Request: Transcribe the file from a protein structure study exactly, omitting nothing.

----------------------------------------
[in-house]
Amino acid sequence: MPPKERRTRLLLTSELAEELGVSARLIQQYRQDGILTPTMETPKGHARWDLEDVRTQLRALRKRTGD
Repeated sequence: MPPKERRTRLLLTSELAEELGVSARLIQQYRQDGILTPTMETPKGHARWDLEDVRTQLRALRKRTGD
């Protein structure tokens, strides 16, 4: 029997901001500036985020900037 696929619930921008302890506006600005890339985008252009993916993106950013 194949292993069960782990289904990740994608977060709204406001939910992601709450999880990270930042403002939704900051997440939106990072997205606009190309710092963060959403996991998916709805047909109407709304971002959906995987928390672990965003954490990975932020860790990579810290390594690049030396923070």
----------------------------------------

[in-house]
Amino acid sequence: MPPKERRTRLLLTSELAEELGVSARLIQQYRQDGILTPTMETPKGHARWDLEDVRTQLRALRKRTGD
Repeated sequence: MPPKERRTRLLLTSELAEELGVSARLIQQYRQDGILTPTMETPKGHARWDLEDVRTQLRALRKRTGD
């Protein structure tokens, strides 16, 4: 029997901001500036985020900037 696929619930921008302890506006600005890339985008252009993916993106950013 194949292993069960782990289904990740994608977060709204406001939910992601709450999880990270930042403002939704900051997440939106990072997205606009190309710092963060959403996991998916709805047909109407709304971002959906995987928390672990965003954490990975932020860790990579810290390594690049030396923070």